FIG. 4C is a view illustrating rotor disks 22 and 23 mounted on shaft 21 such that disks and magnets are offset about their circumference by n degrees. The circumferential offset is dependent on the number of corrugation peaks 12 and valleys 13 within stator core 11 and the number of magnets 24 on each rotor disk. In essence, n is equal to 360 divided by the number of magnets; in this case, 360 divided by 16, n therefore being equal to 22.5 degrees in this instance. The circumferential offset is such that when disks 22 and 23 rotate within annular grooves 14 and 15 within stator core 11 magnets 24 from the first disk will align with pole faces 16 and valleys 13 while magnets 24 from the second disk set are offset from pole faces 16 and valleys 13 by n degrees.

To fully understand the above-described invention, the operation of the motor of the present invention is now described. Referring to FIG. 3A, the stator core 11 has (in the embodiment illustrated) four corrugation peaks 12 and four corrugation valleys 13. These corrugations create areas of higher (peaks 12) and lower (valleys 13) magnetic permeability within stator core 11. As illustrated in FIGS. 4A and 4B, rotor disks 22 and 23 have eight magnets 24 so arranged that magnet poles alternate in polarity about each disk. When rotor disks 22 and 23 are mounted on shaft 21 as shown in FIG. 4C and rotate in grooves 14 and 15 within stator core 11, four magnets 24 align with corrugation peaks 12 and pole faces 16; and four magnets 24 align with corrugation valleys 13. Thus, four magnets 24 align with areas of higher permeability (peaks 12) and four magnets 24 align with areas of lower permeability (valleys 13).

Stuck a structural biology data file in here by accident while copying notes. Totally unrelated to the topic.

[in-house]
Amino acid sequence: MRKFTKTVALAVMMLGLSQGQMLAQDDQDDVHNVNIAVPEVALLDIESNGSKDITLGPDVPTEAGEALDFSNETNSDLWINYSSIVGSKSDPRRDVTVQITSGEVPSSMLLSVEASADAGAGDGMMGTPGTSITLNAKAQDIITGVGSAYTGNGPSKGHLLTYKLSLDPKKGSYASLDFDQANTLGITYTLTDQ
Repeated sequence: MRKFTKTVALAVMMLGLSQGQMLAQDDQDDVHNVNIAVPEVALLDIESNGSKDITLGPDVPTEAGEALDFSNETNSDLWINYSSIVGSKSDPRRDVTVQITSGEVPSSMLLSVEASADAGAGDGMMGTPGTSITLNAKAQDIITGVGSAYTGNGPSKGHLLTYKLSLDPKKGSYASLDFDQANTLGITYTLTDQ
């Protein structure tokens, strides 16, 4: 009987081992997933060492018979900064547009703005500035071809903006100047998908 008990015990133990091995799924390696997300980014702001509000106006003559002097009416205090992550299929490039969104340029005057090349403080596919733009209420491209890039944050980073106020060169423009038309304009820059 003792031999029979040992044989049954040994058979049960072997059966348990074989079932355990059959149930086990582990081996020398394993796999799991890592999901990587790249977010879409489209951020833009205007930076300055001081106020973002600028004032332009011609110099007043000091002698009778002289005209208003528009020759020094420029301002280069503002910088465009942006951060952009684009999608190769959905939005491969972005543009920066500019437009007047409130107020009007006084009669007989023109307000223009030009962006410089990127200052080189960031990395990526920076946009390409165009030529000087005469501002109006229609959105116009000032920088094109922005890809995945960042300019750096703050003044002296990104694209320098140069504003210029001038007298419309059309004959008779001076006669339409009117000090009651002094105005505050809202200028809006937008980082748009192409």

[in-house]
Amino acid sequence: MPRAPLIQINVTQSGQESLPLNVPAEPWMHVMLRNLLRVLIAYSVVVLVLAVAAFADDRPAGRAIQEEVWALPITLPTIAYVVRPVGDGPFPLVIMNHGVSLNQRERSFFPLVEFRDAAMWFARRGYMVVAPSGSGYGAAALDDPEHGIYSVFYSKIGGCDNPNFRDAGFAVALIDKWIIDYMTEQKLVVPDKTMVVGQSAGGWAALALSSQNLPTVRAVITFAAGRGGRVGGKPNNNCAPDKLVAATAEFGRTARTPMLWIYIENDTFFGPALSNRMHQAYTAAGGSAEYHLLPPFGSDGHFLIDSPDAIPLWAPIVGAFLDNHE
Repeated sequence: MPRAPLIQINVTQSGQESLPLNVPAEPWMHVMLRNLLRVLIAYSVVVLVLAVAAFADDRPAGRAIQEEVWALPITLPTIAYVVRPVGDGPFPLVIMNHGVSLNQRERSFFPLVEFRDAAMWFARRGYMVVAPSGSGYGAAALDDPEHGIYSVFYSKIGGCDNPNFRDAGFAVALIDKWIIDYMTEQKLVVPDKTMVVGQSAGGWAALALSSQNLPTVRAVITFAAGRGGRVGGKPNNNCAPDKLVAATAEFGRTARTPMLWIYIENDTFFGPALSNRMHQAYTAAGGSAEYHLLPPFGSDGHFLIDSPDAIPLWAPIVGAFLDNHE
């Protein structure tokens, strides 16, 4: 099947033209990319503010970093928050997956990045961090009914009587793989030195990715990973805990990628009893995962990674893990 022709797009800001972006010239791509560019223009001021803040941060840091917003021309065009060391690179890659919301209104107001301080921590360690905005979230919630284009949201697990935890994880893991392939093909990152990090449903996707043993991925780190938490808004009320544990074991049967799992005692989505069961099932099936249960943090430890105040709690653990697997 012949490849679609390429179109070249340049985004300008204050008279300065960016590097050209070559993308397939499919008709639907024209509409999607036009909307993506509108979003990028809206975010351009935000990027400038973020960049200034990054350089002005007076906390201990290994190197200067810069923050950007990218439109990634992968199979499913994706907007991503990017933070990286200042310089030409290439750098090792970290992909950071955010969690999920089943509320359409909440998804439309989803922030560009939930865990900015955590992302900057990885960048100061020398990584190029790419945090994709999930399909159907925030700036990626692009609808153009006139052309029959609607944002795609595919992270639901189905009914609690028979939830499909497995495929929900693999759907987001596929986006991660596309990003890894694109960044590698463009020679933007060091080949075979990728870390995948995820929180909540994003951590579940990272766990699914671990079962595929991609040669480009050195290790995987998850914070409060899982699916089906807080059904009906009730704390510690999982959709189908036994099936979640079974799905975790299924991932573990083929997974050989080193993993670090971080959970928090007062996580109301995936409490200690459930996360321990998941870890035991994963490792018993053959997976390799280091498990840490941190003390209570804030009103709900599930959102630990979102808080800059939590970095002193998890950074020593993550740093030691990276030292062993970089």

FIG. 4C illustrates that the circumferential offset between disks 22 and 23 when mounted on shaft 21 allow for first disk and magnet set to be in alignment with pole faces 16 and corrugation valleys 13; alternately the second disk and magnet set will be offset from the same pole faces 16 and corrugation valleys 13 by n degrees.

Returning to FIG. 3B, when rotor disks 22 and 23 are mounted on shaft 21 and rotate in annular grooves 14 and 15 within stator core 11 they are centered within exterior annular notches 17 and 18 having coils 25 and 26, respectively. Since the assembly of stator core 11 with coils 25 and 26 wound in notches 17 and 18 form two solenoids, disks 22 and 23 rotate within the center of a solenoid perpendicular to the magnetic axis of the solenoids.

Referring now to FIGS. 5A-5C (the views are cutaways laid flat along an axis perpendicular to longitudinal axis 27), in FIG. 5A stator core 11 is shown split down along its longitudinal axis 27 and laid flat, corrugation peaks 12 and valleys 13 running parallel with axis 27, magnets 24 within annular groves 14 and 15 being perpendicular to the longitudinal axis 27 and centered within coils 25 and 26. In addition, pole faces 16 are created at the intersection of peaks 12 and grooves 14 and 15.